You remember the Notch, right? No, not the one on the bedpost. The Notch that Apple put into iPhone X’s display way back in late summer 2017. Tom Warren explains the Notch’s roots:
The entire notch exists because Apple is introducing Face ID with the iPhone X, a replacement for Touch ID that uses infrared cameras to scan your face and log you into your phone. Apple’s camera array is significantly larger than the single sensor on the Essential Phone, making the cut-out a lot bigger as a result.
That visual bump that juts down from the top of iPhone’s display– iPhone X, XS, XS Max, and XR– is the Notch. The much hated Notch. The Notch of design hell that iPhone critics and technology know-it-alls said was a stain on Apple’s reputation.
Whatever happened to the Notch?
The Notch is still there but nobody cares. Except those famous nattering nabobs of negativism and members of the technorati elite politburo.
Will they ever repents and apologize? Nope. They should but they will not.
Notches in one form or another are everywhere these days. Apple could have avoided some of the criticism simply by making the iPhone’s Forehead (the wider bezel at the top) wider.
It was fun to ridicule the little black strip at the time; to see the memes grumbling about how Apple had lost its way and the tweets asserting that Steve Jobs Would Never Have Done This.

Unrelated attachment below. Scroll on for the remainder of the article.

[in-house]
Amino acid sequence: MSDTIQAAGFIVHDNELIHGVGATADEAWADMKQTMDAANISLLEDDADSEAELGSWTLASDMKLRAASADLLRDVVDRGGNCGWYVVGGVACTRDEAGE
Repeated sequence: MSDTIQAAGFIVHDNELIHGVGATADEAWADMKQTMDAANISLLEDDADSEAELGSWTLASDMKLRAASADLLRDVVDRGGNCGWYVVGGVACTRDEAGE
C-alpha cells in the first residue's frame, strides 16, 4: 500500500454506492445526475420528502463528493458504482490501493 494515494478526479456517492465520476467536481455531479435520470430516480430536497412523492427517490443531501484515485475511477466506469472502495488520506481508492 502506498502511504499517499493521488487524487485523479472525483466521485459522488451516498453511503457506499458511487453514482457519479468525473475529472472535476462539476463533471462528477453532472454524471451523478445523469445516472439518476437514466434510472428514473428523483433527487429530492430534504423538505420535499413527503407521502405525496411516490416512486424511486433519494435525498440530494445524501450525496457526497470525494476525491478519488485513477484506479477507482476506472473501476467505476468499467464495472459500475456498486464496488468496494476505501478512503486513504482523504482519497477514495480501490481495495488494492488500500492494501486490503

In one form or another, every new smartphone of significance has, 1) a Notch, 2) a thick forehead which houses similar technology to Apple’s iPhone. The technology contained in Apple’s iPhone Notch had to go somewhere.
Typical Apple. Keep it simple, stupid!
Competitors have pop up cameras to keep the bezels– the edge around a smartphone screen; top, bottom, left and right sides– as small as possible.
Small is beautiful, right? Who cares about small, smaller, or slightly bigger bezels? Only the aforementioned nattering nabobs of negativism and members of the technorati elite politburo– most customers could not care less.
Apple cared enough to do the Notch in such a way as to make its visibility almost invisible. Over time.
Apple embraces a non-standard design that helps solve a problem, some loud critics go “ew,” and then by the next year you see variations of the same design on many other high-profile devices. After all the jeering, you start to see the editorials claiming that features like the notch were “inevitable”—that what Apple did was just business as usual.
The next time someone says the Notch was a stupid design choice tell them that 300-million iPhone customers don’t care, don’t notice, and use it all the time.